Chinese Family and Marriage in Singapore

Chinese Family and Marriage in Singapore

Chinese Family and Marriage in Singapore

Chinese Family and Marriage in Singapore

Excerpt

My assignment in Singapore was based upon recommendations embodied in paragraphs 53 and 54 of Professor Raymond Firth Report on Social Science Research in Malaya. It was originally intended that the study of Chinese family should be carried out in the Federation of Malaya with an initial enquiry in Malacca; but, for reasons apparently arising out of the emergency conditions created in 1948, the Government of the Federation refused my services, and, after some discussion, the Government of Singapore agreed that I should conduct my research in the Colony instead. I arrived in Singapore in January, 1949 and left in November, 1950. During that time I was able to make brief trips into the Federation of Malaya (to Malacca, Penang, and Negri Sembilan) where I made some cursory observations which help me to generalise, to a limited extent, from my work in Singapore to the problem of Chinese family in Malaya as a whole.

During my stay in Malaya I was informally attached to the Department of Social Welfare, Singapore, which generously put an office at my disposal and made some clerical help available. I wish to express my gratitude to those of the officers and subordinate staff of the Department who helped me both in my practical worries and in providing material. In particular the services of Mr. Ho Ah Koon were of great value to me. Various other government and municipal departments responded to my requests for help and information. I am reluctant to single out special names for mention, but I cannot allow this opportunity to pass of making public acknowledgment of my gratitude to the late Mr. Homer Cheng, M.B.E., the Chinese Assistant to the Secretary for Chinese Affairs, and to Mr. H. C. Tinsley of the Singapore Improvement Trust. I enjoyed fruitful relations with the University of Malaya and wish to express my thanks in particular to Professor T. H. Silcock. Over the remainder of this Report hangs a discreet blanket of anonymity and pseudonymity which must shroud the warm and friendly relations which I was fortunate to establish with many Chinese. I break this general silence only to name Mr. Tan Yeok Seong, whose help and encouragement kept me many times from despairing in the arduous task of observing and analysing an extremely complex and heterogeneous kind of society. My other friends will, I hope, recognise from what I have to say in this Report the magnitude of their services.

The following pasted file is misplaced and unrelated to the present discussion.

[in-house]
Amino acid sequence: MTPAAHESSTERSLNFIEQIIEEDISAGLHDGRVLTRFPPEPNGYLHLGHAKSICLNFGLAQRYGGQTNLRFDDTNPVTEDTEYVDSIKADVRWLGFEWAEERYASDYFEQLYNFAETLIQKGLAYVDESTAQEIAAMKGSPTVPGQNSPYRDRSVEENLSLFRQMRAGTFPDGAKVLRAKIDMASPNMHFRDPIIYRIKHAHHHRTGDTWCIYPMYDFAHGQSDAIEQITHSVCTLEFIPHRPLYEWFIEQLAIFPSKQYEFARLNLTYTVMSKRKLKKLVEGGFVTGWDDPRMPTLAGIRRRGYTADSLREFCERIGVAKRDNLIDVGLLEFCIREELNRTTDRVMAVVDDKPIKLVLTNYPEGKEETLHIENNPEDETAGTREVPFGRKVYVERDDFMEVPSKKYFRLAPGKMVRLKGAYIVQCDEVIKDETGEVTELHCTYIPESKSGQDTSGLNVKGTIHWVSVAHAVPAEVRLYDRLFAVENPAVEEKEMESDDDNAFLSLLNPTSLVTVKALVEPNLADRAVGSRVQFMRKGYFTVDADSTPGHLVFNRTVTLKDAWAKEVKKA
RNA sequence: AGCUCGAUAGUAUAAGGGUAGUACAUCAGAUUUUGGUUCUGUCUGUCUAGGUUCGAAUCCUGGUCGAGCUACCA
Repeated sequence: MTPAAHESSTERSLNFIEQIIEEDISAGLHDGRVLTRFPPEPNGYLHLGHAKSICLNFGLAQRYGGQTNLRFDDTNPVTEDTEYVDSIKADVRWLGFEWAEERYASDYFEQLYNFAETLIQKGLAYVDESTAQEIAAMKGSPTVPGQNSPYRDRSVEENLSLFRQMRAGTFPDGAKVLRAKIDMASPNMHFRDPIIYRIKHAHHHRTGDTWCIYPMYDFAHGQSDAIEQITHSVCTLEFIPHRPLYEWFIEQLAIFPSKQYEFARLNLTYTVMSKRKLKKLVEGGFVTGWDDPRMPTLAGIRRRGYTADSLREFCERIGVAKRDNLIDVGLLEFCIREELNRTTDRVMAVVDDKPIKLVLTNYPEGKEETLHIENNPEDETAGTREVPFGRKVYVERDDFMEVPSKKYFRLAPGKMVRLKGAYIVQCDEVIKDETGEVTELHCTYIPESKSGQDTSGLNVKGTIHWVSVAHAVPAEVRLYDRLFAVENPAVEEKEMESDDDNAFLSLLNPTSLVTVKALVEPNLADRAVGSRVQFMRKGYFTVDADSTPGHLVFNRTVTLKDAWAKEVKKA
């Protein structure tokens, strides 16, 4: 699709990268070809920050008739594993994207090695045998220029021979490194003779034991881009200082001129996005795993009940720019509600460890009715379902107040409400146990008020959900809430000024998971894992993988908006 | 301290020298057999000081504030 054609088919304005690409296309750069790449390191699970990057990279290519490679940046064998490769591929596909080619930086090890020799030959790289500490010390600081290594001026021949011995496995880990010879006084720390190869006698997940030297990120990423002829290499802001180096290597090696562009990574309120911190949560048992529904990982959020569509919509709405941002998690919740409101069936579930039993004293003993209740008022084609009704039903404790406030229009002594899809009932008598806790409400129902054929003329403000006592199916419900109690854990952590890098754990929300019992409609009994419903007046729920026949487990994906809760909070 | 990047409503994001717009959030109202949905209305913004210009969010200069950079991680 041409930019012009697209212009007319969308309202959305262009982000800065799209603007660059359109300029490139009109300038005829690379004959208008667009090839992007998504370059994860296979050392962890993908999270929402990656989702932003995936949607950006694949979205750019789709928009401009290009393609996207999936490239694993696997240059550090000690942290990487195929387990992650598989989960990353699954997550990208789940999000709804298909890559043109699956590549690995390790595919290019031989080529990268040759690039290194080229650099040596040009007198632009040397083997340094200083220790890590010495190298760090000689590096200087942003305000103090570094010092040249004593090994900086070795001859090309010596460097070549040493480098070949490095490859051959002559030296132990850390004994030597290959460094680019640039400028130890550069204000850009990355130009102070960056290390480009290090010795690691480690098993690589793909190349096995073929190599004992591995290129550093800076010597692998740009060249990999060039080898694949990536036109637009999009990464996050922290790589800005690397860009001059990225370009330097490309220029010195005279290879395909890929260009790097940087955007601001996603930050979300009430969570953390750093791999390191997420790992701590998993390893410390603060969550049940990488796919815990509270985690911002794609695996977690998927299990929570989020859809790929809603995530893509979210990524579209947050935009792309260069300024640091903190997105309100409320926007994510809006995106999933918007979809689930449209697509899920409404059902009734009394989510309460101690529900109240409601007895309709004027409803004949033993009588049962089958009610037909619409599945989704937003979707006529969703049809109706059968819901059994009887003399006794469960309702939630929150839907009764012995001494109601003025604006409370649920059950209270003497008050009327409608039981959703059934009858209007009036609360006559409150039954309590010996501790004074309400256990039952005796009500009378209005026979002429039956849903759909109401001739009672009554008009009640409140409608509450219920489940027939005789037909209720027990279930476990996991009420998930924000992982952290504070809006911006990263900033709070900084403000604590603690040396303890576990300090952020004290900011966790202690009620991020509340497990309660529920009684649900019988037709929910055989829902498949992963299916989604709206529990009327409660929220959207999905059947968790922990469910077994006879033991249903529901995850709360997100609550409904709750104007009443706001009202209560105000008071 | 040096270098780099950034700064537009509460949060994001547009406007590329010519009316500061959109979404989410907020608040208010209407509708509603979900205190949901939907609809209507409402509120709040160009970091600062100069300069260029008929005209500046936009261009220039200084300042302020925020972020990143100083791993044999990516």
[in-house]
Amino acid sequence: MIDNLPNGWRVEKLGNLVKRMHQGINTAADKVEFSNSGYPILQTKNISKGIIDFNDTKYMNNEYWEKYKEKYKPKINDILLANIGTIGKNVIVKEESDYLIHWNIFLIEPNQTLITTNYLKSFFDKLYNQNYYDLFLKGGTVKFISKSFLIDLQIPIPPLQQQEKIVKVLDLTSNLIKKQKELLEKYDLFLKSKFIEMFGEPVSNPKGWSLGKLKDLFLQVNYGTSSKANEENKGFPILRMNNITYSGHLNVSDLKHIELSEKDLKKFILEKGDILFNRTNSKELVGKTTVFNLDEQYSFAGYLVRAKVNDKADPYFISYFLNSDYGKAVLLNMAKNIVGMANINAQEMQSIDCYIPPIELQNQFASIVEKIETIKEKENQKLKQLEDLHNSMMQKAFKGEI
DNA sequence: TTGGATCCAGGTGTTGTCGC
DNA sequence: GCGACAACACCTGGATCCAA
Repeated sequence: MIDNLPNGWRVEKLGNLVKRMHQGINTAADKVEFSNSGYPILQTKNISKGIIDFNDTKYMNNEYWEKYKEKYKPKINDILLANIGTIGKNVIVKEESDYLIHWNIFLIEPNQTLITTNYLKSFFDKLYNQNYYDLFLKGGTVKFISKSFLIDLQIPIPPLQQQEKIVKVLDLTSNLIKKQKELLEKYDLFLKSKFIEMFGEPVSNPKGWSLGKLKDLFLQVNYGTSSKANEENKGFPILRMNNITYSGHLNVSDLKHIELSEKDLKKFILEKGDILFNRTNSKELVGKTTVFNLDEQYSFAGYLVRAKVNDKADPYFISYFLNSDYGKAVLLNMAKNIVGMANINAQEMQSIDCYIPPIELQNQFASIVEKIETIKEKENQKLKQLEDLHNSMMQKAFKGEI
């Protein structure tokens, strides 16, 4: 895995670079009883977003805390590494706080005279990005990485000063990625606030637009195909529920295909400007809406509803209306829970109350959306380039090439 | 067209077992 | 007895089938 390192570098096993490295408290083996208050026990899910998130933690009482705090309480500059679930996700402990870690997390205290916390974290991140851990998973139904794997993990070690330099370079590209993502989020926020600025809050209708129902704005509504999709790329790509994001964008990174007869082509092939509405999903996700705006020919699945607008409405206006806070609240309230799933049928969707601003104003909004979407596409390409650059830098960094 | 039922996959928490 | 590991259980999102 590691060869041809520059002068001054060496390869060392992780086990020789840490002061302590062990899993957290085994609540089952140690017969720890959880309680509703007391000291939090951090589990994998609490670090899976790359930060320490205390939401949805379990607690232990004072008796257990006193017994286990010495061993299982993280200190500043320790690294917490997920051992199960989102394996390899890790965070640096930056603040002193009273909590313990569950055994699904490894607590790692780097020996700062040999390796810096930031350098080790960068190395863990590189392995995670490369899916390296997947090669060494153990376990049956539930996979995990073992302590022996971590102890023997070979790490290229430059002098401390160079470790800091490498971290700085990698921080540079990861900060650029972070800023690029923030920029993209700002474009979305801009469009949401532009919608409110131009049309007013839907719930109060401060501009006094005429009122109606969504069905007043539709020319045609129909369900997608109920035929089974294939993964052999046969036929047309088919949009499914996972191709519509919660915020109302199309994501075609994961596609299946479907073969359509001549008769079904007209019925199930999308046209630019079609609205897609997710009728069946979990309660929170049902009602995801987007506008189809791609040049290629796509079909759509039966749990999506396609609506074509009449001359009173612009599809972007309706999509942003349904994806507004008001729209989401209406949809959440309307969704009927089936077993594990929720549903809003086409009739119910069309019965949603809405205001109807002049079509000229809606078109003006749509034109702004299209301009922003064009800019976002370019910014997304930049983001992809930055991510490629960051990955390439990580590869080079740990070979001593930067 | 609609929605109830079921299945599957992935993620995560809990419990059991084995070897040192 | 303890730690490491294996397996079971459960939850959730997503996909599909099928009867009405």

The Problem

The most general problem I am concerned with in this Report is the part played by kinship in the ordering of social life in a colonial offshoot of the society of China. In Western eyes the leading characteristic of Chinese civilisation has often been the extent to which it has been organised on a family basis. Both its virtues and its vices have been laid at the door of the family principle, which appears to have run right through society in China. When Europeans have spoken of China they have tended to emphasise the values inherent in its family organisation as major determinants of the behaviour of individuals. Ancestor worship . . .

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